DeMayo named deputy chief of NIEHS lab
By Robin Arnette
In August, Francesco DeMayo, Ph.D., stepped into his new role as deputy chief of the NIEHS Reproductive and Developmental Biology Laboratory (RDBL), and head of the lab’s Pregnancy and Reproduction Group.
DeMayo brings a wealth of knowledge and experience to his new positions. During the 32 years he spent at the Baylor College of Medicine in Houston, DeMayo worked his way up from a postdoctoral fellowship to professor and held the Cullen Duncan McAshan Endowed Chair.
"We are extremely fortunate to have been able to attract and recruit someone with Dr. DeMayo’s high scientific stature to NIEHS," said RDBL Chief Ken Korach, Ph.D. "Dr. DeMayo is one of the few internationally recognized experts in the field of reproductive biology, and his expertise complements and extends the existing strengths in the RDBL and other groups within NIEHS."
Two organs, one approach
DeMayo’s research interests include examining the hormonal pathways that regulate uterine function, and how the environment regulates the development of lung cancer. Although these two topics appear to be unrelated, DeMayo explained that the gene called secretoglobin family 1A member 1 (SCGB1A1) produces a uterine protein known as uteroglobin. It also produces the Club cell 10-kD protein, or CC10, which is secreted in the lung. Both proteins exhibit potent anti-inflammatory properties and make it possible to develop tools to study lung and uterine biology on a molecular level.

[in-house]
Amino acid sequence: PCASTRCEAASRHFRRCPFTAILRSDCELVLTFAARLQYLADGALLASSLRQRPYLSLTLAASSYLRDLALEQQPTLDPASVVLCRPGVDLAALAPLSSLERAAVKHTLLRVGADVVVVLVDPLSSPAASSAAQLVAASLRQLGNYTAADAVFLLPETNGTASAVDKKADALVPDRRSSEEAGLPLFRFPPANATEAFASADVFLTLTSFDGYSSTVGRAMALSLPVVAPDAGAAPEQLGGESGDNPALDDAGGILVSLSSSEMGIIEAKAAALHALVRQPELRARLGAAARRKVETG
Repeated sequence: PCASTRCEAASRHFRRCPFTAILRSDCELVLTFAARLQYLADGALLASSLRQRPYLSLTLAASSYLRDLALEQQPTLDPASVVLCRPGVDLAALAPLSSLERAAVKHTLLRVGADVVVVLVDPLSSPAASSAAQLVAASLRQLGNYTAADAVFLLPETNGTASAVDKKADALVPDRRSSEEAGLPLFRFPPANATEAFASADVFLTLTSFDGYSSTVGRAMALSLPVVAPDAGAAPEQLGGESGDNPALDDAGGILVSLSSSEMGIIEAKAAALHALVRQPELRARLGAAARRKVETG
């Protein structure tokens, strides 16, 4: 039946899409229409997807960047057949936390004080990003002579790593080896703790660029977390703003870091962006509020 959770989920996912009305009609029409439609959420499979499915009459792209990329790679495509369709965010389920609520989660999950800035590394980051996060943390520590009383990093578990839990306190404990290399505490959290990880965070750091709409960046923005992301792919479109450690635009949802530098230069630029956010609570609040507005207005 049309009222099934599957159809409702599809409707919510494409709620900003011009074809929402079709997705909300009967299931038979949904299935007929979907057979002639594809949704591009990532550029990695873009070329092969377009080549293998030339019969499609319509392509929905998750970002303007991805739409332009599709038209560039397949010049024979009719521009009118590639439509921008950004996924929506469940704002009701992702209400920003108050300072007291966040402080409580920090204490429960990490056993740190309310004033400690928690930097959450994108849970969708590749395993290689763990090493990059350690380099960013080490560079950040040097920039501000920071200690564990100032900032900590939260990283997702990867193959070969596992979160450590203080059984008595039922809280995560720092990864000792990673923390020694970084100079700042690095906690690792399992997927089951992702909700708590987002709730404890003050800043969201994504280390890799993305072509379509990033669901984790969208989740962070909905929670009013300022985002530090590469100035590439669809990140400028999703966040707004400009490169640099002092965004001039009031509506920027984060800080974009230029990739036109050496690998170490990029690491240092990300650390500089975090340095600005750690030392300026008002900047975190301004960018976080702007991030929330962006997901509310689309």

"Embryo implantation in the uterus is a controlled inflammatory response, and a switch from inflammatory to noninflammatory says it’s time for the baby to be born," DeMayo said. "That same inflammation drives a lot of pulmonary diseases, so there’s a core commonality between the two organs."
For that reason, NIEHS Scientific Director Darryl Zeldin, M.D., thought DeMayo would also be a good fit for the NIEHS Immunity, Inflammation, and Disease Laboratory, so DeMayo holds a secondary appointment in that lab. "We anticipate that while he is at NIEHS, he will continue to make more seminal contributions to the field of reproductive and developmental biology," Zeldin said.
As a native of Staten Island, New York, DeMayo’s current position at NIEHS is a homecoming of sorts. He is from the town of Stapleton, the place where, in 1887, Joseph Kinyoun, M.D., used his microscope and newly developed research techniques to confirm the identity of the bacterium that caused cholera in the United States. The one-room Hygenic Laboratory in Stapleton that Kinyoun set up and used for his discoveries eventually became the National Institutes of Health.